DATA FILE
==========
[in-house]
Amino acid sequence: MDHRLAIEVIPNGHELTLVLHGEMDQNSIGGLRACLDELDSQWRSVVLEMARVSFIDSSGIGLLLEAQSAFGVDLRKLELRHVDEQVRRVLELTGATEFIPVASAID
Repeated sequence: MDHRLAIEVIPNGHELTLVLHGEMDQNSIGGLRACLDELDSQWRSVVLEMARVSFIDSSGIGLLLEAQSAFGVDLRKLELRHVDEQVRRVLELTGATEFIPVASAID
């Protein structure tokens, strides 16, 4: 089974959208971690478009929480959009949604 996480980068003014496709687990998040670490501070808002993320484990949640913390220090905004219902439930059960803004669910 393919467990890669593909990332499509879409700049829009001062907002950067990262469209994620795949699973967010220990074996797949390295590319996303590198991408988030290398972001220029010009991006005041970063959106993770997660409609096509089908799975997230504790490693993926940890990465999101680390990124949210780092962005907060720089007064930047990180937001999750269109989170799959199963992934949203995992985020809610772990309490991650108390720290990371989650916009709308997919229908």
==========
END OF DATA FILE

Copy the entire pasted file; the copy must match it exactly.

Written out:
[in-house]
Amino acid sequence: MDHRLAIEVIPNGHELTLVLHGEMDQNSIGGLRACLDELDSQWRSVVLEMARVSFIDSSGIGLLLEAQSAFGVDLRKLELRHVDEQVRRVLELTGATEFIPVASAID
Repeated sequence: MDHRLAIEVIPNGHELTLVLHGEMDQNSIGGLRACLDELDSQWRSVVLEMARVSFIDSSGIGLLLEAQSAFGVDLRKLELRHVDEQVRRVLELTGATEFIPVASAID
């Protein structure tokens, strides 16, 4: 089974959208971690478009929480959009949604 996480980068003014496709687990998040670490501070808002993320484990949640913390220090905004219902439930059960803004669910 393919467990890669593909990332499509879409700049829009001062907002950067990262469209994620795949699973967010220990074996797949390295590319996303590198991408988030290398972001220029010009991006005041970063959106993770997660409609096509089908799975997230504790490693993926940890990465999101680390990124949210780092962005907060720089007064930047990180937001999750269109989170799959199963992934949203995992985020809610772990309490991650108390720290990371989650916009709308997919229908």